Neural regulation of immunity in teleosts Public Deposited

http://ir.library.oregonstate.edu/concern/graduate_thesis_or_dissertations/qz20sw19x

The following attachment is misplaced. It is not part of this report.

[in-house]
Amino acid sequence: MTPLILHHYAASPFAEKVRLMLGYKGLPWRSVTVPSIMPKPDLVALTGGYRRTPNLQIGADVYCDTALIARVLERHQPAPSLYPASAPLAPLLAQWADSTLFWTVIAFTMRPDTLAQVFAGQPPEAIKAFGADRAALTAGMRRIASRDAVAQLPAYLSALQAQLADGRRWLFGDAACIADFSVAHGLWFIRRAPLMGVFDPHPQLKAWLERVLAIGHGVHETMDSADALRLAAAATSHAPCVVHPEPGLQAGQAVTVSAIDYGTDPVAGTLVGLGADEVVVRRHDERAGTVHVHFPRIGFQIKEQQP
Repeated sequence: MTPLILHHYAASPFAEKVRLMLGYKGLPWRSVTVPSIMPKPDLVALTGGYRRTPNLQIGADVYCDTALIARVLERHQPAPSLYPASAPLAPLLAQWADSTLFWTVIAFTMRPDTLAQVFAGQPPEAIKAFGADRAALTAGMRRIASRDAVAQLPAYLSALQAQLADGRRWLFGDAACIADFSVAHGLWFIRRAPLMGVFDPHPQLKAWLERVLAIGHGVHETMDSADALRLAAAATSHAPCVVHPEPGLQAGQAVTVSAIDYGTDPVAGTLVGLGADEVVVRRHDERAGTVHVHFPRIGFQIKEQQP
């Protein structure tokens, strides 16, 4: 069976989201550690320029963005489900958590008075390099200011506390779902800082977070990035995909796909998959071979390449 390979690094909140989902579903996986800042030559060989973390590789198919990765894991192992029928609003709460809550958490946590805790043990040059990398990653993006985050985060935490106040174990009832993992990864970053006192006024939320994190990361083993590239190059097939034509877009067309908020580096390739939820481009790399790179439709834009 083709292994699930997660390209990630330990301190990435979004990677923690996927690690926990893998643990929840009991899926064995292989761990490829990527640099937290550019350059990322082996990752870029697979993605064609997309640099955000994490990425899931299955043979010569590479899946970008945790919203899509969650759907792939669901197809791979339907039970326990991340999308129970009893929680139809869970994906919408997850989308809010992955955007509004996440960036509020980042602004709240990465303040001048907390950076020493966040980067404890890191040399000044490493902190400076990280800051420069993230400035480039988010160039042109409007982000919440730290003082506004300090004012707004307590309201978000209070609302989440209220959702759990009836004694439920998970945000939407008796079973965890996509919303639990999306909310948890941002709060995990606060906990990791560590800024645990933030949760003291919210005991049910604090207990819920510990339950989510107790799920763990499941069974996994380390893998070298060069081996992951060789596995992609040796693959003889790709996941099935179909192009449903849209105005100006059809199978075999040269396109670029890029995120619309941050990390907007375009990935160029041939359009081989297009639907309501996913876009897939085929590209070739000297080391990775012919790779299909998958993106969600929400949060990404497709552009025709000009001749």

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  • It has long been observed that stress can increase our susceptibility to infectious diseases and cancers. Recent experimental evidence suggests that this increased susceptibility is due to suppression of immunity. A variety of neuroendocrine products are released during periods of stress, and a large number of these are now known to influence leukocyte function via a receptor mediated process. Indeed, the capacity for neural and hormonal regulation of immunity in mammals is now well established. Direct neural control of immune reactivity is evidenced by the extensive autonomic innervation of lymphoid tissues, the effects of denervation on immunity, the presence of high affinity receptors for autonomic neurotransmitters on leukocyte membranes, and the multitude of leukocyte functions which can be altered by adrenergic and cholinergic agents in vitro. This thesis demonstrates that the immune systems of certain teleosts are also susceptible to some degree of neural control. The spleen of the coho salmon, Oncorhynchus kisutch, contains a rich adrenergic innervation. Depletion of peripheral catecholamine stores with 6-hydroxydopamine (6 -OHDA) resulted in an increased number of antibody-secreting cells in the spleens of subsequently immunized fish. 6 -OHDA treatment did not influence plasma cortisol levels, and did not affect the antibody response if administered one week after, rather than two days prior to, immunization. Agonists of adrenergic and cholinergic receptors significantly influenced the in vitro activity of leukocytes from the rainbow trout, Salmo gairdneri. Agonists of beta-adrenergic receptors suppressed the in vitro antibody-secreting cell response and mitogen induced proliferation of leukocytes from the spleen, and the chemiluminescent response of pronephric leukocytes. The suppression induced by beta-receptor agonists could be blocked by beta-receptor antagonists. Agonists of alpha-adrenergic and cholinergic receptors enhanced both the in vitro antibody response and the chemiluminescent response. These effects were also blocked by the appropriate receptor antagonists. Alpha and cholinergic agonists had no effect on the mitogenic response. The alpha agonist-induced enhancement of the antibody response was found to be mediated by alpha-2 adrenergic receptors on rainbow trout splenic leukocytes.
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